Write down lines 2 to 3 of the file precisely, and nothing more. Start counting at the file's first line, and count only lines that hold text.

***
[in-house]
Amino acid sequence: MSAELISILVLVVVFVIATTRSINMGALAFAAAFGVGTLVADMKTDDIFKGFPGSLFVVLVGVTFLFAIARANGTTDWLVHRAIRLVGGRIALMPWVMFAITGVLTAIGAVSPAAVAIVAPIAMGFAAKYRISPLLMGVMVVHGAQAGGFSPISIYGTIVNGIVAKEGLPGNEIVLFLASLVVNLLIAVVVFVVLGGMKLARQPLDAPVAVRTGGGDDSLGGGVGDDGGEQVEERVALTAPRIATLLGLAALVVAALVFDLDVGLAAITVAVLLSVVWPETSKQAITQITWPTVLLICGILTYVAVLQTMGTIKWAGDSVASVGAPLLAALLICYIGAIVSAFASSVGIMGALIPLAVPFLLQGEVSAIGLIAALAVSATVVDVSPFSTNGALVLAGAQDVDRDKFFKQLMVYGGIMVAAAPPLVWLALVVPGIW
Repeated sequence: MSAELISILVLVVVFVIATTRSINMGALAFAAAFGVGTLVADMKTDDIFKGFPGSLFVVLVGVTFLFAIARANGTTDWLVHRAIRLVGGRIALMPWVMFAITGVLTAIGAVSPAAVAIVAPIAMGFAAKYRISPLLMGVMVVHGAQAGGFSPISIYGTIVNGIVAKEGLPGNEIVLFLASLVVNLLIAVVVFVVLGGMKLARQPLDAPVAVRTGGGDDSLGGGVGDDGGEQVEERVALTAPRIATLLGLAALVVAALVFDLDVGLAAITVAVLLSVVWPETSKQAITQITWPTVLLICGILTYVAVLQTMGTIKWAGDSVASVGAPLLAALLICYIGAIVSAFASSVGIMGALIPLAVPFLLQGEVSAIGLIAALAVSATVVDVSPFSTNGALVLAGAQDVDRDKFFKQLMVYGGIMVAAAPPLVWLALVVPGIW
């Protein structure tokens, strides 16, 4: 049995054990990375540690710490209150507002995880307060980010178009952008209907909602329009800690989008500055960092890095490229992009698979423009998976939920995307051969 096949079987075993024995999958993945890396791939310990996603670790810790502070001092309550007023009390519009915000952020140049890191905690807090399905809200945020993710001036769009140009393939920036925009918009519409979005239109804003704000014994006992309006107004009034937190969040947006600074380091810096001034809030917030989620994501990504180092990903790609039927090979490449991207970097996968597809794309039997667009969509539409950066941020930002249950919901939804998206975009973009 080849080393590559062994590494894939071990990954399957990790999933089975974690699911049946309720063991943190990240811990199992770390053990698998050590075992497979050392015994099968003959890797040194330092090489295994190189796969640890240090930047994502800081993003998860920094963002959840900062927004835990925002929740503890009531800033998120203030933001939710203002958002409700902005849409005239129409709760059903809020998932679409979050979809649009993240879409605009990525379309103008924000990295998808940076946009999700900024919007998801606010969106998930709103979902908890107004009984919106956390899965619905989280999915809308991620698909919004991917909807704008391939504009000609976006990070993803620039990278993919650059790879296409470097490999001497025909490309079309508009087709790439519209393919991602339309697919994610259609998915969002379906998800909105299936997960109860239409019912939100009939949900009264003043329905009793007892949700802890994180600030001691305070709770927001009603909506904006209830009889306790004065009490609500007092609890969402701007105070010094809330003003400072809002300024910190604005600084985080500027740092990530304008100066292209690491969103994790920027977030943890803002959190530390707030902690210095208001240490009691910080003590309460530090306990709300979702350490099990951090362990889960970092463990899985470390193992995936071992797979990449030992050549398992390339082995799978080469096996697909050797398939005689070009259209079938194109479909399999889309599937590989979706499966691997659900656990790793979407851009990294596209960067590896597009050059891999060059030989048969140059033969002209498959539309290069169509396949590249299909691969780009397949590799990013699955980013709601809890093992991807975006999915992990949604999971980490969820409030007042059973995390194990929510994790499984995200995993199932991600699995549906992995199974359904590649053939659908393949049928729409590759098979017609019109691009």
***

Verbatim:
Amino acid sequence: MSAELISILVLVVVFVIATTRSINMGALAFAAAFGVGTLVADMKTDDIFKGFPGSLFVVLVGVTFLFAIARANGTTDWLVHRAIRLVGGRIALMPWVMFAITGVLTAIGAVSPAAVAIVAPIAMGFAAKYRISPLLMGVMVVHGAQAGGFSPISIYGTIVNGIVAKEGLPGNEIVLFLASLVVNLLIAVVVFVVLGGMKLARQPLDAPVAVRTGGGDDSLGGGVGDDGGEQVEERVALTAPRIATLLGLAALVVAALVFDLDVGLAAITVAVLLSVVWPETSKQAITQITWPTVLLICGILTYVAVLQTMGTIKWAGDSVASVGAPLLAALLICYIGAIVSAFASSVGIMGALIPLAVPFLLQGEVSAIGLIAALAVSATVVDVSPFSTNGALVLAGAQDVDRDKFFKQLMVYGGIMVAAAPPLVWLALVVPGIW
Repeated sequence: MSAELISILVLVVVFVIATTRSINMGALAFAAAFGVGTLVADMKTDDIFKGFPGSLFVVLVGVTFLFAIARANGTTDWLVHRAIRLVGGRIALMPWVMFAITGVLTAIGAVSPAAVAIVAPIAMGFAAKYRISPLLMGVMVVHGAQAGGFSPISIYGTIVNGIVAKEGLPGNEIVLFLASLVVNLLIAVVVFVVLGGMKLARQPLDAPVAVRTGGGDDSLGGGVGDDGGEQVEERVALTAPRIATLLGLAALVVAALVFDLDVGLAAITVAVLLSVVWPETSKQAITQITWPTVLLICGILTYVAVLQTMGTIKWAGDSVASVGAPLLAALLICYIGAIVSAFASSVGIMGALIPLAVPFLLQGEVSAIGLIAALAVSATVVDVSPFSTNGALVLAGAQDVDRDKFFKQLMVYGGIMVAAAPPLVWLALVVPGIW